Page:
Let's start with the liquid nitrogen. I've been wanting to play with this for a while and finally bought the storage container. Most of the uses I've seen so far have been gimmicky - meaning not really enhancing the food itself, but you know I'll obsess until I can find a good way to use it.
Liquid Nitrogen has been around (in culinary useful form) since the 1800s, but its resurgence has been just in recent years due to the molecular gastronomy movement. What intrigues me most is the possibility of freezing booze. Imagine a frozen sphere of rum set inside of a chocolate shell...or what if it was set in side of a coconut milk shell that had been made by freezing it in the LN. The idea is that booze will freeze at that temp, but once in a regular freezer it will thaw, leaving you with a liquid center. Opens up the mind doesn't it?
Here's I'm testing my photoshoot dessert to see if I can form a stable shell using the actual dessert mousse. It didn't work because the shell thawed too quickly.
This is an old trick where you fill a ladle with ice cream base, freeze it for a few seconds and then you have a bowl made out of the ice cream that you can fill...before it melts...this is a recurring problem.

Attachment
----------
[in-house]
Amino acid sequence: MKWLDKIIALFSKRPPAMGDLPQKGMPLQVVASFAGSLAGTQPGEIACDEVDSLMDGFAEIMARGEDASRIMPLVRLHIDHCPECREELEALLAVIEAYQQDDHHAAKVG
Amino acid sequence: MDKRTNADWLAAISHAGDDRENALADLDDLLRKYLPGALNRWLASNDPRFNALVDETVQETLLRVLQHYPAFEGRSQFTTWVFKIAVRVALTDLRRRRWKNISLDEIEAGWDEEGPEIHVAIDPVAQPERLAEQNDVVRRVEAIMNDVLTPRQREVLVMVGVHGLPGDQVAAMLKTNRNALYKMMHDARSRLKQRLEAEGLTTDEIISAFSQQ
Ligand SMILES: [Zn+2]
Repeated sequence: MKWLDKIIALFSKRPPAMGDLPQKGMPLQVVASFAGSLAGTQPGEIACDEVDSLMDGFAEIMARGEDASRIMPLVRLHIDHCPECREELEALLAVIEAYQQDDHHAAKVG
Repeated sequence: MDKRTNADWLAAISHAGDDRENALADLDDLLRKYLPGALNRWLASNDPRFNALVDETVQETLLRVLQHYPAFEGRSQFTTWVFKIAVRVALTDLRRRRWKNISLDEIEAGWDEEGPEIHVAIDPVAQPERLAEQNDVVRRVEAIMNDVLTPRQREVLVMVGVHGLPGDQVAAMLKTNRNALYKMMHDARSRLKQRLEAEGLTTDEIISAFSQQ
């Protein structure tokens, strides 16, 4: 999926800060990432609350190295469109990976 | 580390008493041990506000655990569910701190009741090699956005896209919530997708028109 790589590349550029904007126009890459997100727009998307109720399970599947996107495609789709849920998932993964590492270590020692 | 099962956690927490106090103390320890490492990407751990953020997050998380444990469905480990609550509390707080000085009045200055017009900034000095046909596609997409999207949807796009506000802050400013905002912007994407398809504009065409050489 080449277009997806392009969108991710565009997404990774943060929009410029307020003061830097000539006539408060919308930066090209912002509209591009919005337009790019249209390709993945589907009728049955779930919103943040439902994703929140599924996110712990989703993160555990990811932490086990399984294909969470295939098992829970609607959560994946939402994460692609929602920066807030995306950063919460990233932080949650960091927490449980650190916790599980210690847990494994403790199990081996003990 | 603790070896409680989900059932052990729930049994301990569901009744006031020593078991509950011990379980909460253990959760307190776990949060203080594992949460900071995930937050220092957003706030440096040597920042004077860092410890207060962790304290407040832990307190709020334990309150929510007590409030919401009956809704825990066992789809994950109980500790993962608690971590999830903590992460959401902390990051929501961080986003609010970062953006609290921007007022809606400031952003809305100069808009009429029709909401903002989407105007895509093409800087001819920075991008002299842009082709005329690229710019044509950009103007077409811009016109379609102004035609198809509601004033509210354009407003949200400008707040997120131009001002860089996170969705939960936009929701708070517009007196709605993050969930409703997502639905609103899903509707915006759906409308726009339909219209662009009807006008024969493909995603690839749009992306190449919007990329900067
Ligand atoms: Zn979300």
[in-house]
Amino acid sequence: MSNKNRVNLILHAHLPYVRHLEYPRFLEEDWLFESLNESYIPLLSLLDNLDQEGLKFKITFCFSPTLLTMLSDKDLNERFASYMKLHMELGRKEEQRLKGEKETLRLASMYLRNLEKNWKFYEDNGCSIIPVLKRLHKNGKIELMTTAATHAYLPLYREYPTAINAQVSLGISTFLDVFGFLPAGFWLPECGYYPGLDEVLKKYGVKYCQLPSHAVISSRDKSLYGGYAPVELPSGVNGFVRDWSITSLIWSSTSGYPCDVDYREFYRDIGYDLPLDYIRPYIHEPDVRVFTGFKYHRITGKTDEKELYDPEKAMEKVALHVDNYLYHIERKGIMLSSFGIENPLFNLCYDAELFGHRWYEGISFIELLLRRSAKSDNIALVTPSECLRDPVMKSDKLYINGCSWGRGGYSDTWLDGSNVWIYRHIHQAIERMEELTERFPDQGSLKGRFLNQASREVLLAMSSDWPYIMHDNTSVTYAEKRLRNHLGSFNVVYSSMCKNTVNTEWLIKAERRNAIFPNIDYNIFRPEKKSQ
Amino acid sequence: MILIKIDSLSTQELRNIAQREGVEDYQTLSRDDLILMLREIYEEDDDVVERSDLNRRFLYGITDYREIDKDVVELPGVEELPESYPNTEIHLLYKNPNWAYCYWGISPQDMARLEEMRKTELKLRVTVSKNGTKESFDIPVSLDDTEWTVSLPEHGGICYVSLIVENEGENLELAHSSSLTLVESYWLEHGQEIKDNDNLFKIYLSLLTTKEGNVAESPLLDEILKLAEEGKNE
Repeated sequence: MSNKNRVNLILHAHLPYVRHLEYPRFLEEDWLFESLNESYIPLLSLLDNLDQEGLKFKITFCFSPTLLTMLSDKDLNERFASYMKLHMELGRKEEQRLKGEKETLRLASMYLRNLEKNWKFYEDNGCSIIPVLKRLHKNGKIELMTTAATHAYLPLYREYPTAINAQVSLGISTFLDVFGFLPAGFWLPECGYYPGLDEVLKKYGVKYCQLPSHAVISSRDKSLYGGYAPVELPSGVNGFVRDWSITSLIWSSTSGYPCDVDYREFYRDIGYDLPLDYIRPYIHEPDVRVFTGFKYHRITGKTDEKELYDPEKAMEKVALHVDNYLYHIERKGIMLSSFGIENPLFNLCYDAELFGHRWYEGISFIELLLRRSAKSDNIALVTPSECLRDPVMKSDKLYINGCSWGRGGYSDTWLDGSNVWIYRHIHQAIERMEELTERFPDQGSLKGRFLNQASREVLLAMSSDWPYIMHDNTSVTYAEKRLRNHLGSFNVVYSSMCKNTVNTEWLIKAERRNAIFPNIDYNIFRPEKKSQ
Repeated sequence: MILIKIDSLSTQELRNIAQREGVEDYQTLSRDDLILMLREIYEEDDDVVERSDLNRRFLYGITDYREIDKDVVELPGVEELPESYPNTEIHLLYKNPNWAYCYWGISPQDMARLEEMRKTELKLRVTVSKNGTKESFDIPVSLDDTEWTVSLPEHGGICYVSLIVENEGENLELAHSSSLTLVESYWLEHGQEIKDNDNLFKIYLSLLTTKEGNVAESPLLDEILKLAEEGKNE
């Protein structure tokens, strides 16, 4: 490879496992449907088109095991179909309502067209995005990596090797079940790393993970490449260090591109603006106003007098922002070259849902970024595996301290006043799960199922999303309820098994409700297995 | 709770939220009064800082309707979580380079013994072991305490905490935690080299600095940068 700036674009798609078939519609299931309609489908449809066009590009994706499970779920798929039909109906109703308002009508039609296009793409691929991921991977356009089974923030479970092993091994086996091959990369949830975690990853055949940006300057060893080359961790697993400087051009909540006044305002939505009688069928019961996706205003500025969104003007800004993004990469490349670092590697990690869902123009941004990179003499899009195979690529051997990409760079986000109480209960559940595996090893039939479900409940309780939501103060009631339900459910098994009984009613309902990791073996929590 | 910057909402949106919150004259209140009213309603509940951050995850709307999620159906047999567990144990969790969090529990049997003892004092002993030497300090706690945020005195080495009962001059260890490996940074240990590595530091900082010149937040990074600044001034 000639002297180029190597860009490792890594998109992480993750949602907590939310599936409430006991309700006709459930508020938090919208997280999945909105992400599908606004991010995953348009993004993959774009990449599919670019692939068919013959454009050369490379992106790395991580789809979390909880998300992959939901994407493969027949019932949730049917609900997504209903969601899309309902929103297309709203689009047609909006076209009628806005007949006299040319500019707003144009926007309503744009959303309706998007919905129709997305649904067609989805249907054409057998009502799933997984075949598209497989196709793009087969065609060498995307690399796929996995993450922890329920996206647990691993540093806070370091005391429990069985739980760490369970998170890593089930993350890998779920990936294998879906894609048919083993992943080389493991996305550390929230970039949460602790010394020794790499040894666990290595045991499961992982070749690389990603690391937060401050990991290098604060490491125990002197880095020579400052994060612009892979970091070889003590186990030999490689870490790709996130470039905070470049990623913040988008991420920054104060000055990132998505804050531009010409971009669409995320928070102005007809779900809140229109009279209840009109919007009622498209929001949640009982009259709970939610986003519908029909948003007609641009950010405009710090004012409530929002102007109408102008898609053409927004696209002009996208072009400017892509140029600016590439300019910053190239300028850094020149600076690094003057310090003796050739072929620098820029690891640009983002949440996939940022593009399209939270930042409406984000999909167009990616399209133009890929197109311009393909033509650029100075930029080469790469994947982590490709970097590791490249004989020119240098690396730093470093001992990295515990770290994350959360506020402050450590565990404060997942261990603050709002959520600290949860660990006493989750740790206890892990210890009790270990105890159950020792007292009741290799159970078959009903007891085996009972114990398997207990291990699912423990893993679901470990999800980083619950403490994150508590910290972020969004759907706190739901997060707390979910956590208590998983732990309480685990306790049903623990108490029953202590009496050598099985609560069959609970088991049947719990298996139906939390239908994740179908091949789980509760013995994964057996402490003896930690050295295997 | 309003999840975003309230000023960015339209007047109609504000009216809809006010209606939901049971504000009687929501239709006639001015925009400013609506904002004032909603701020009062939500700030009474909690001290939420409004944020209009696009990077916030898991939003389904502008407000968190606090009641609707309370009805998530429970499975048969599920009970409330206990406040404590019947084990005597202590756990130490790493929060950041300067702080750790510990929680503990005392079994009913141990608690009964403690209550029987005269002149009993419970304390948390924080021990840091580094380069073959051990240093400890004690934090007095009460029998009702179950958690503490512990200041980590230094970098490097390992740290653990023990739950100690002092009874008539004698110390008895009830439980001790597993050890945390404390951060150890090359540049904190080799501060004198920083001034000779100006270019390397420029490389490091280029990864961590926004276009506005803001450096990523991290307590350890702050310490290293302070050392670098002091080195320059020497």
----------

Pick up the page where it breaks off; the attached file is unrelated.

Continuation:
I did the old standby of 30 second ice cream, and yes it was amazingly smooth and may show up on special occasions at the restaurant.
Not fully understanding the boiling properties of liquid nitrogen I was intrigued by the eruptions caused by placing my frozen dessert inside of a ladle of ice cream base. The base erupted needing a place for gases to release.
All of this was final play before a photo shoot for Dessert Professional magazine. I've submitted my rootbeer float dessert for publication and it appears to have been accepted. Since TasteSpotting and FoodGawker both think my pics suck, I went to a professional to make sure the pics were magazine worthy. I'll post some of the pics and the updated recipe over the weekend.
Swiss Alps Bakery – Albuquerque, New Mexico
4 days ago